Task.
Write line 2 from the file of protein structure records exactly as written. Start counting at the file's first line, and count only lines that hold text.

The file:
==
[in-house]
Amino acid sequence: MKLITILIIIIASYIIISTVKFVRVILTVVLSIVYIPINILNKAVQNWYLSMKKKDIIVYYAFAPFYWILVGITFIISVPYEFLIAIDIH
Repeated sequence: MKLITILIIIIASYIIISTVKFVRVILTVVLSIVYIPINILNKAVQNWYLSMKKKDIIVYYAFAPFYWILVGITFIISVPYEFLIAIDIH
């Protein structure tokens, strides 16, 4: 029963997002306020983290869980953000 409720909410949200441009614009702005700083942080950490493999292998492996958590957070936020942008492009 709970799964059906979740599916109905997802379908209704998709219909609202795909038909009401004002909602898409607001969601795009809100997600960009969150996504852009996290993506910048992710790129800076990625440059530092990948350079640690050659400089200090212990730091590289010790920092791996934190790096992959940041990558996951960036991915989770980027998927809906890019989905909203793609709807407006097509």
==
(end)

Amino acid sequence: MKLITILIIIIASYIIISTVKFVRVILTVVLSIVYIPINILNKAVQNWYLSMKKKDIIVYYAFAPFYWILVGITFIISVPYEFLIAIDIH